Sunday, March 18, 2012
Does your speech have too much content and not enough structure?
Crafting an excellent speech requires giving the content a structure (via a storyboard, mind map, or outline), and deciding how much to say (or not say). Too much content is like a bad Santa overstuffing the stockings.
I just read a humorous story by Stephen Leacock called Save Me From The Man Who Has A Speech To Make from the September 1927 issue of Harper’s Magazine. He told about his series of brief encounters with Mr. Robinson over the course of a month.
First, Mr. Robinson told him that next month he had to speak at a Tuesday evening banquet - to give an after-dinner toast to Our Country. A week later he decided it might be a good idea to say something about the history of the country. After another three days Robinson was sidetracked by reading The Life of Christopher Columbus.
A week before the speech he decided it also might be a good idea to say something about the future of the country. On Monday morning, Robinson stayed home to work on his speech. (A newspaper announcement for the banquet noted there would be fifteen speakers).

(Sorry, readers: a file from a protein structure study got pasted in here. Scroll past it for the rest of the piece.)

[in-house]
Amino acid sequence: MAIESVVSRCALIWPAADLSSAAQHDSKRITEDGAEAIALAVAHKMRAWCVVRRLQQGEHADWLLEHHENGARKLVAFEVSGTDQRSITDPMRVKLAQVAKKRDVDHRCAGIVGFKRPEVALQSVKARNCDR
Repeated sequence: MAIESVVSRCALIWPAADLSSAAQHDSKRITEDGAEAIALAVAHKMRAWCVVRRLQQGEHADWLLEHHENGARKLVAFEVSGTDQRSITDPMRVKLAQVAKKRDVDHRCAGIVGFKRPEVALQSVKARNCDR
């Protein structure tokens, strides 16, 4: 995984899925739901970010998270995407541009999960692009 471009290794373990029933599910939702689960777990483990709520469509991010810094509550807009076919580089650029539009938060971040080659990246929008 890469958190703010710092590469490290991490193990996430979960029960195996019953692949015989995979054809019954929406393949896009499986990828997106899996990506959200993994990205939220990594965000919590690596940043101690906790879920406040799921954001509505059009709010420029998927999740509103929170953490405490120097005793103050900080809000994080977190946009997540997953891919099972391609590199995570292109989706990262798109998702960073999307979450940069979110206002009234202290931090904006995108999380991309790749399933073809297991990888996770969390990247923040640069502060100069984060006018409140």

On Tuesday morning he was still working, and finally had decided to write it out. Also, he complained that he hadn’t had enough time to work on it before. Just before dinner Robinson decided he’d gotten a touch of bronchitis, gave his text to a friend to present at the banquet, and stayed at home, presumably in bed.
On Wednesday evening he whined that the morning paper had misquoted his text:
“...Where I said ‘This country has a great destiny in front of it,’ they’ve put it, ‘this country has a great destitution in front of it.’ ”
Months later Mr. Robinson was still talking in hindsight about what he should have said, of other ideas that came to him later, and of jokes or gags that could have been included.
The bad Santa was adapted from a 1908 Puck magazine cover.